The Corsair IronClaw RGB Wireless Gaming Mouse is the first wireless gaming mouse I have used in over seven years, and the main reason for this is that the input delay traditionally associated with wireless mice have been a deal-breaker for myself, overshadowing any of the benefits associated with wireless mice. However, various manufacturers have now developed technologies to overcome this latency, with Corsair’s solution being their 2.4GHz wireless slipstream technology (implemented using their included USB receiver), which promises sub-1-millisecond latency on par with wired gaming mice. I cannot verify the exact accuracy of this latency promise, but I can say that comparing it to the Razer Mamba Tournament Edition wired gaming mouse that there is absolutely no noticeable difference.
Here is a technical specification breakdown of the Corsair IronClaw RGB wireless:
||Adjustable up to 18000dpi
||2.4GHz Slipstream, Bluetooth, Wired USB
RGB (iCue configurable)
Omron Mechanical Switches
Given all the features above it is surprising that the IronClaw wireless is priced at a very reasonable $80 (USD).
The RGB lighting on the mouse has 3 independent zones with clear and crisps colors, with various predefined as well as completely customizable lighting options available.
The promised battery life using slipstream and RGB lighting enabled is 16 hours, which is very close to accurate based on my experience and 24 hours with RGB turned off. Using Bluetooth a battery life of up to 50 hours is possible.
The Corsair IronClaw Wireless Mouse overcomes the latency issues traditionally associated with wireless mice while offering good battery life, great mechanical switches and freeing the user of the annoyances of a mouse cable. The IronClaw is a joy to use, and of all the RGB control software applications offered by the different manufacturers, I find iCue by far the least annoying.
The IronClaw Wiress is a great mouse and I highly recommend it, I use it every day and it is one of the most comfortable gaming mice on the market for anyone who prefers a palm grip.
The K70 MK2 is a mechanical gaming keyboard available with Cherry MX speed, brown, red, blue and silent switches. The one reviewed here is the blue switch configuration as I prefer a clicky tactile keyboard.
The keyboard comes with a detachable wrist rest which is very comfortable.
Some additional features of the K70 MK2 is an aluminium frame, fully configurable RGB, dedicated media and volume controls, additional key caps for FPS and MOBA games (which are colored and textured differently from the normal key caps), USB pass-through and 100% anti-ghosting full key roll-over.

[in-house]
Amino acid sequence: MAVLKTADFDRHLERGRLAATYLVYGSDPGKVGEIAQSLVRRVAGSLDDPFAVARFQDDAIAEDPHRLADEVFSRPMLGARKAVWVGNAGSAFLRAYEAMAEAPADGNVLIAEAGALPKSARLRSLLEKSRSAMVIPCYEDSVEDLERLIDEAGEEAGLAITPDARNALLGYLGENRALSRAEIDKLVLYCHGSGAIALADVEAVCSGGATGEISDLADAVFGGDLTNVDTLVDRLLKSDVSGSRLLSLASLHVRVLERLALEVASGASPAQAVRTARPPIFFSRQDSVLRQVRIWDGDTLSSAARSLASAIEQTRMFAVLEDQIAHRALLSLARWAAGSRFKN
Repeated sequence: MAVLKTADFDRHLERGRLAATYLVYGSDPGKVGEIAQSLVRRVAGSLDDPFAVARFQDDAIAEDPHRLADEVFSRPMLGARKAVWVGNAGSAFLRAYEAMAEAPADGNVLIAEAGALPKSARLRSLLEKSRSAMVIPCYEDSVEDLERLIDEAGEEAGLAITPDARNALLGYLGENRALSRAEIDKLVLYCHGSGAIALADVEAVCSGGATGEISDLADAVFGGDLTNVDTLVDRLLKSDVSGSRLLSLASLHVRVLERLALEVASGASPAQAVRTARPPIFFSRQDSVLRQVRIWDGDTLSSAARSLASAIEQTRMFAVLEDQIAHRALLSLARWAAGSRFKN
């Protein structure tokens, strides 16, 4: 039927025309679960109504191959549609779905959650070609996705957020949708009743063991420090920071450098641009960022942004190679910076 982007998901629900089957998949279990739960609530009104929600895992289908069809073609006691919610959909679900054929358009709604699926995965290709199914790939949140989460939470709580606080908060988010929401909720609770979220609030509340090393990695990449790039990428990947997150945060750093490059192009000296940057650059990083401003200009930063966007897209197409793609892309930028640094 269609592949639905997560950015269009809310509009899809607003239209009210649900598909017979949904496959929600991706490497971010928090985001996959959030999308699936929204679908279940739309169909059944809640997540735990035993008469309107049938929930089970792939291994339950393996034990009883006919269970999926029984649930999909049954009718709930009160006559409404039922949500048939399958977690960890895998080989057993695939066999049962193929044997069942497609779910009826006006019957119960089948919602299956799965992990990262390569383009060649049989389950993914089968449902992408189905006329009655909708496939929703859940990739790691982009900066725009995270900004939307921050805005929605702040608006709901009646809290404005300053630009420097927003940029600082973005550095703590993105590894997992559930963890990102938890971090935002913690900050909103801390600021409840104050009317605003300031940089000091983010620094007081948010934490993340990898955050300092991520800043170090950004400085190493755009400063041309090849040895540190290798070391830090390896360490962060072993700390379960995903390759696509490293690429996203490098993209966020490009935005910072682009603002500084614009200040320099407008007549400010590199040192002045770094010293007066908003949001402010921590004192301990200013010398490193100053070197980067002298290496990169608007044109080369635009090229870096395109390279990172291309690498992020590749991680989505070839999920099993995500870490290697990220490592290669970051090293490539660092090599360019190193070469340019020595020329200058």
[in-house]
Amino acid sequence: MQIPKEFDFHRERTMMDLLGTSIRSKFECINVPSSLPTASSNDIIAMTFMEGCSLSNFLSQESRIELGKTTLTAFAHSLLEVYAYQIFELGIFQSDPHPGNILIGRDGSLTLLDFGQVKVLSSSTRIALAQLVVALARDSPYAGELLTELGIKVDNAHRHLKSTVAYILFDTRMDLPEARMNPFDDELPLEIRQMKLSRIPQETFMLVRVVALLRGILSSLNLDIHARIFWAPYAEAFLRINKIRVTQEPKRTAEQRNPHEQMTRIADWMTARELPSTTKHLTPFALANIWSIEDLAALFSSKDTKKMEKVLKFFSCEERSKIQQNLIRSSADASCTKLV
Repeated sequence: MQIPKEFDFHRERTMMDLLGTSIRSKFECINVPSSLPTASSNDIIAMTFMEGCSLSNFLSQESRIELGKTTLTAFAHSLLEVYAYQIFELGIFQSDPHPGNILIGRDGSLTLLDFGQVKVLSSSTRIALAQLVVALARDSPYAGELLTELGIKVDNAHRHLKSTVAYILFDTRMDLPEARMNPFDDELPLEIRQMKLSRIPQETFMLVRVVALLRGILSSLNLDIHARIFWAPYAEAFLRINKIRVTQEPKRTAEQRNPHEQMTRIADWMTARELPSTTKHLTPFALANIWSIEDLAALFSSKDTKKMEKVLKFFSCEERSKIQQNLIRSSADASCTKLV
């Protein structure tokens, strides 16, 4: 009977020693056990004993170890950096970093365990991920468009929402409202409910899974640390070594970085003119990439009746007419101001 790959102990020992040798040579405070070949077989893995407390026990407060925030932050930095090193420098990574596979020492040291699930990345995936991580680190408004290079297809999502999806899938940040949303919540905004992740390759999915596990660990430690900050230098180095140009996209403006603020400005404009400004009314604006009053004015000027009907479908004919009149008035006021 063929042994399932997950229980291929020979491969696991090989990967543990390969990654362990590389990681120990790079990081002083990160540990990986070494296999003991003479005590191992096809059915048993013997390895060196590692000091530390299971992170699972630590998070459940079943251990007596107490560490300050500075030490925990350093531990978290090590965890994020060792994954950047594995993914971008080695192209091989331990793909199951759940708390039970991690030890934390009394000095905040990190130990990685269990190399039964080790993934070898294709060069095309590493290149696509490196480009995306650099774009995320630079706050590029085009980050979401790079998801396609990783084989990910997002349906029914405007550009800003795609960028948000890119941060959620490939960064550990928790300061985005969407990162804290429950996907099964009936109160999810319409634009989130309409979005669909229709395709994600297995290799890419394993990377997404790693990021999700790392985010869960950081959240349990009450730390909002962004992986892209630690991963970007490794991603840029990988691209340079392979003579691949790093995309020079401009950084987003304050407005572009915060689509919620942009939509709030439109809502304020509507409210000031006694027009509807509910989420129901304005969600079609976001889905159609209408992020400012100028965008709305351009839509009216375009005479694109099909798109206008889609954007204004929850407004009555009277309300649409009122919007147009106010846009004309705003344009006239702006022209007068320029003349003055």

Due to the aluminium frame the keyboard is very rigid and volume roller is one of the most useful features I have ever used on a keyboard.
The Corsair K70 has a reputation as one of the best keyboards available and it is well deserved, it is the best keyboard I have ever used.
The Corsair HS70 is a wireless headset which features virtual 7.1 surround sound using 50mm drivers in a closed back design. The headset connects to your PC using an included USB dongle and utilises a 2.4GHz low latency wireless connection.
Additional features of the headset include on ear controls, a detachable microphone and an advertised battery life of 16 hours (although my experience was closer to 12 hours), all of which makes the HS70 a very alluring offer at a retail, price of approximately $100.
The headset is extremely comfortable and the build quality is good. Sound quality is also exceptionally good for a wireless headset, and this is from someone who normally avoids wireless headsets and uses professional grade wired studio headphones that cost about 6 times more than the HS70. The microphone quality is also good and delivers crisp and clear quality sound.
In closing, the Corsair HS70 is a great wireless headset at a great price.
About a month ago I upgraded from my old Faithful 3770k, running on the Z77 MSI MPower motherboard with 32GB DDR3 1866Mhz ram to the following:
- Intel i9 9900k
- MSI MEG Z390 GODLIKE
- 32GB HyperX 3466Mhz DDR4 RAM
- Samsung Evo 970 500GB NVME
- Intel Optane for my Primary Spinning Disk (a Seagate Barracuda 4TB)
- Corsair Obsidian 750D
- Corsair H150i All-In-One Water-Cooling Loop
- Corsair RM1000x PSU
I have 13.5 TB of storage in total of which 500GB is NVME and 1TB is SSD.
The below CrystalDiskMark results show the difference Intel Optane makes, both benchmarks were run on Seagate Barracuda 4TB Drives, one with Optane enabled and one without:
The difference in performance between the two drives is actually astounding.
I am still running my GTX 1080 for the time being, however I did upgrade my Primary monitor to the Dell S2716DG, a 1440p 144Hz G-Sync monitor.
This was really a worthwhile upgrade and the new PC is performing great.
Here are some photos of my new setup: